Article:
With over 100 “Hawker Centres” and over 6,000 food stalls, Singapore is a fantastic country where a lot of cultures have mixed throughout the years and it shows best in its cuisine. Ethnic Malay, Indian, Chinese, Indonesian, Peranakan and Western cuisine have all shaped the countries food culture and it’s downright tasty.
Be sure to try some Laksa, a thick, rich and spicy noodle soup with either chicken, fish or prawn and of course Singapore’s national dish, Hainanese Chicken Rice. Wash that all down with a glass of Teh Tarik, a hot milk tea blended with condensed milk and hunt for the next best food stall.
And don’t forget to try some Popiah, a fresh Fujianese spring roll.
And everything else for that matter.
Here’s a list of some great Food Centres :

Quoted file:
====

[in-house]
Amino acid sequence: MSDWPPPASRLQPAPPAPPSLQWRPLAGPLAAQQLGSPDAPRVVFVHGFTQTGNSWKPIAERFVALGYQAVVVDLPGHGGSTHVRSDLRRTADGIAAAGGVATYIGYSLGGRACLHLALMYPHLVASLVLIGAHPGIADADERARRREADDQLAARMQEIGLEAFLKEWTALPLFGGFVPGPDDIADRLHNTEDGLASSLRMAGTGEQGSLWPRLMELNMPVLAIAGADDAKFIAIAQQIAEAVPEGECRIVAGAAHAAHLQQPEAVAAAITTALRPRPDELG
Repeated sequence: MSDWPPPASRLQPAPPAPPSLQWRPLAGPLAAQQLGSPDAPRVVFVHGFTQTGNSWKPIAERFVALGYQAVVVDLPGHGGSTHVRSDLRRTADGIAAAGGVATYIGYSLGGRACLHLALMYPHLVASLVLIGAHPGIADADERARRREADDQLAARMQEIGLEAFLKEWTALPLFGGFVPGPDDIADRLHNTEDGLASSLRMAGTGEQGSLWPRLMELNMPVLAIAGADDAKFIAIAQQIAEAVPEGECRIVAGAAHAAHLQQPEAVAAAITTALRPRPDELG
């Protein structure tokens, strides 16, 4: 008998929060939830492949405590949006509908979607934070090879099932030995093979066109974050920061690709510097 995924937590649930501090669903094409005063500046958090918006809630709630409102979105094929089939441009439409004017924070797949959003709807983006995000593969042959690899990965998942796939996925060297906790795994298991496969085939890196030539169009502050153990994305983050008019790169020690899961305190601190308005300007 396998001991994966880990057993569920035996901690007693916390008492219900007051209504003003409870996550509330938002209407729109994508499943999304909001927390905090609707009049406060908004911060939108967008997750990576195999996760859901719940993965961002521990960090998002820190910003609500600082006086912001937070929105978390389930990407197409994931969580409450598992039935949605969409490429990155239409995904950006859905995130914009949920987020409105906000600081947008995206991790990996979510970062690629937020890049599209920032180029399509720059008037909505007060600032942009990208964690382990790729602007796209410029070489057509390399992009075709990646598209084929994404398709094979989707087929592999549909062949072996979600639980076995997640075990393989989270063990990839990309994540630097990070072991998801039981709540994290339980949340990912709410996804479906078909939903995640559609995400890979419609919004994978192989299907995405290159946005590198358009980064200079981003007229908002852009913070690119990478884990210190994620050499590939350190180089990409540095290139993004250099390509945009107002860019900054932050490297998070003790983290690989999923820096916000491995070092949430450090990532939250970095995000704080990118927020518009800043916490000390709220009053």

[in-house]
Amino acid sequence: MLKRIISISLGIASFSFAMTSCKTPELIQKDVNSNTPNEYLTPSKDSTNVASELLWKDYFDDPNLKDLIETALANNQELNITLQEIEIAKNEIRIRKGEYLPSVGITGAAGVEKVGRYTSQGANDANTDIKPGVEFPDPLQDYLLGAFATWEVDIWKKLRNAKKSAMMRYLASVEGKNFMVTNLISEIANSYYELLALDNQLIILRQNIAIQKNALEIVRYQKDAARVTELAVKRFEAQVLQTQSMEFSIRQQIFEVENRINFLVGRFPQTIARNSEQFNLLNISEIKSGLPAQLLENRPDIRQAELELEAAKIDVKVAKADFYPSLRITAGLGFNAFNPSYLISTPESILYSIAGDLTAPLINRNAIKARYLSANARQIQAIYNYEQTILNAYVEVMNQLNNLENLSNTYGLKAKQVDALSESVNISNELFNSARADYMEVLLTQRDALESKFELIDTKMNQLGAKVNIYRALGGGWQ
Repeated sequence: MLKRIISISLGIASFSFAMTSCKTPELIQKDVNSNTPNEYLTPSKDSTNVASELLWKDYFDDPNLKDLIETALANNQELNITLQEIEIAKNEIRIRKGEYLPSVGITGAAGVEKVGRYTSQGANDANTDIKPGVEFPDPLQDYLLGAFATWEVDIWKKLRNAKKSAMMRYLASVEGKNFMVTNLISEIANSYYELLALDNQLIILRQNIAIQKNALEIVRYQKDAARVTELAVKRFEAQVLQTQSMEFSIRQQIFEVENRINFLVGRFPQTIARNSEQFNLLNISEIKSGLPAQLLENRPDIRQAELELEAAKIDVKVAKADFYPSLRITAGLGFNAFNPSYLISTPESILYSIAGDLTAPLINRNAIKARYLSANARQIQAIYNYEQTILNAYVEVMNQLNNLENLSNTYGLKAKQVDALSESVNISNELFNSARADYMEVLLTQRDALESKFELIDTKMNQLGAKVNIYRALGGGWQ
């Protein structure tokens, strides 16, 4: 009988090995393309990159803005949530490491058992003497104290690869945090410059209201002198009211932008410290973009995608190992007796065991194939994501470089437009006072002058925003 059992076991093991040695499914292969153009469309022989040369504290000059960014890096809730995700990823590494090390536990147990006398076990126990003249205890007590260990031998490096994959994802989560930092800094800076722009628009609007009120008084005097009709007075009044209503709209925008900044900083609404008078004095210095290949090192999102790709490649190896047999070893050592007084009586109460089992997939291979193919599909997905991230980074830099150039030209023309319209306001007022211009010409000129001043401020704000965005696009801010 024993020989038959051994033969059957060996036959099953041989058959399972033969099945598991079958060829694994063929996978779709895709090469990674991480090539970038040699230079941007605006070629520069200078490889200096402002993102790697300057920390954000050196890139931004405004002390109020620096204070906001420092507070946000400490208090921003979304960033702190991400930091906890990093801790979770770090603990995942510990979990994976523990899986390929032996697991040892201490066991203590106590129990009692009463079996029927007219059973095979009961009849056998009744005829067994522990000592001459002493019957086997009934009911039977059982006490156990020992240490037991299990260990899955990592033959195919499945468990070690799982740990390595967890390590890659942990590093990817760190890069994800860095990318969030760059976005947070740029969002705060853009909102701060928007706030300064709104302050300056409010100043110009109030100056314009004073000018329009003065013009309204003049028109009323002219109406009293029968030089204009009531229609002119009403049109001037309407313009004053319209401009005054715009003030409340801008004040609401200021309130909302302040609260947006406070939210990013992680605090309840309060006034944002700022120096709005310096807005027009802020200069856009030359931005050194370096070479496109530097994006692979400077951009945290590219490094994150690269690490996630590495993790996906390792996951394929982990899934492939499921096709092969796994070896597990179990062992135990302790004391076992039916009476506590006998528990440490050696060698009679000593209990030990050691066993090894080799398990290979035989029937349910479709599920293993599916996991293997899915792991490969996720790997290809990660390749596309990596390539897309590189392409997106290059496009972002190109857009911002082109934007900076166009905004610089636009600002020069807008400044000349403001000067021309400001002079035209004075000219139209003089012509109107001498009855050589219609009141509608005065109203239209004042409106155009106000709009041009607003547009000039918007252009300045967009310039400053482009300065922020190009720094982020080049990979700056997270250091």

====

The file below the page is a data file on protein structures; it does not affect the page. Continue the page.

1. Old Airport Road Food Centre 2. Maxwell Food Centre 3. Chinatown Complex Food Centre 4. Tekka Food Centre 5. Chomp Chomp Food Centre
Pro Tip: Not sure which stall to pick?! Find the one with the longest line and join the party you hedonistic gourmand you.
7. Masjid Sultan
Located on 3 Muscat Street, also in the Kampong Glam neighborhood is the Masjid Sultan or Sultan Mosque. Originally built in 1824, this impressive religious building has remained unchanged in design since it was rebuilt in 1932.
This historic mosque is known for it’s beautiful golden domes and large prayer hall which have served the community’s Muslim residents. Be sure not to miss this national monument during your walks through Singapore and join one of its informative tours to learn more about Islam and its history.
Interesting fact: The black band that you see below the golden dome is made up of glass soy sauce bottles donated by the community, making this mosque a collaborative effort.